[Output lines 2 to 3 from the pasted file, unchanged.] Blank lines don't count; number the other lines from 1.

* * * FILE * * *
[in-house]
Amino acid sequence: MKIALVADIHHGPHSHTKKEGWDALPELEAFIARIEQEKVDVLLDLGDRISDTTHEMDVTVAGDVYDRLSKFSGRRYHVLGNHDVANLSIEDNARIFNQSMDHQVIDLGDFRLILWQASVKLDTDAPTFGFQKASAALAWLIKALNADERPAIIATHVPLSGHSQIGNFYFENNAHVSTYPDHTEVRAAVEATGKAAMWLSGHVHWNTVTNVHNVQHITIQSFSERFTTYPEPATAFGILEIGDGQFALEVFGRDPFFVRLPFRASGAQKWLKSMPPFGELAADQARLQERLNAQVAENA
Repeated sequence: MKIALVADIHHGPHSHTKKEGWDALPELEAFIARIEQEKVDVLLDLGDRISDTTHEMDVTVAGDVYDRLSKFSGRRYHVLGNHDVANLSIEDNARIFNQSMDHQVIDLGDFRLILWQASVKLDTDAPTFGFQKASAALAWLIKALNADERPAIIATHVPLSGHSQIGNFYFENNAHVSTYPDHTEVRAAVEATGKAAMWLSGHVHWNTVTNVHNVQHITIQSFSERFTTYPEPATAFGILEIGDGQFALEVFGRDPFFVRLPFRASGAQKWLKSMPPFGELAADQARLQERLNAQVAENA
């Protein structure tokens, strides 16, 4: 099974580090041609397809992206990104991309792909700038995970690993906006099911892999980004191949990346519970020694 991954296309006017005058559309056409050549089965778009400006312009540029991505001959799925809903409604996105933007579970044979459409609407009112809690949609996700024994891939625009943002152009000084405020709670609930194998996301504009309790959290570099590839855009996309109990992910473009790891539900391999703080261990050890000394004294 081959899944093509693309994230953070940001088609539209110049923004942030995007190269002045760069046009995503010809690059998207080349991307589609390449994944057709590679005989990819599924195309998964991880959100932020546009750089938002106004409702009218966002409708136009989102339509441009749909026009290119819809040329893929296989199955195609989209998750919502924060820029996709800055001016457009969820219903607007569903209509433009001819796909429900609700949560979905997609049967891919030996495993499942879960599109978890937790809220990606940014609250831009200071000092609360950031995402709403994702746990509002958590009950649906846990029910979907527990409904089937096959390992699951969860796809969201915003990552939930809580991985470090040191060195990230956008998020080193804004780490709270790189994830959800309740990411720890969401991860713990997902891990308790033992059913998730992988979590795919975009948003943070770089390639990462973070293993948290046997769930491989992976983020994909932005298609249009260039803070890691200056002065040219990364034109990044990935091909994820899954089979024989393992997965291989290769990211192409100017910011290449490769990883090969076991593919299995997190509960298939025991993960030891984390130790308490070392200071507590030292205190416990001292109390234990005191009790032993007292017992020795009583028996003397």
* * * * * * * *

Amino acid sequence: MKIALVADIHHGPHSHTKKEGWDALPELEAFIARIEQEKVDVLLDLGDRISDTTHEMDVTVAGDVYDRLSKFSGRRYHVLGNHDVANLSIEDNARIFNQSMDHQVIDLGDFRLILWQASVKLDTDAPTFGFQKASAALAWLIKALNADERPAIIATHVPLSGHSQIGNFYFENNAHVSTYPDHTEVRAAVEATGKAAMWLSGHVHWNTVTNVHNVQHITIQSFSERFTTYPEPATAFGILEIGDGQFALEVFGRDPFFVRLPFRASGAQKWLKSMPPFGELAADQARLQERLNAQVAENA
Repeated sequence: MKIALVADIHHGPHSHTKKEGWDALPELEAFIARIEQEKVDVLLDLGDRISDTTHEMDVTVAGDVYDRLSKFSGRRYHVLGNHDVANLSIEDNARIFNQSMDHQVIDLGDFRLILWQASVKLDTDAPTFGFQKASAALAWLIKALNADERPAIIATHVPLSGHSQIGNFYFENNAHVSTYPDHTEVRAAVEATGKAAMWLSGHVHWNTVTNVHNVQHITIQSFSERFTTYPEPATAFGILEIGDGQFALEVFGRDPFFVRLPFRASGAQKWLKSMPPFGELAADQARLQERLNAQVAENA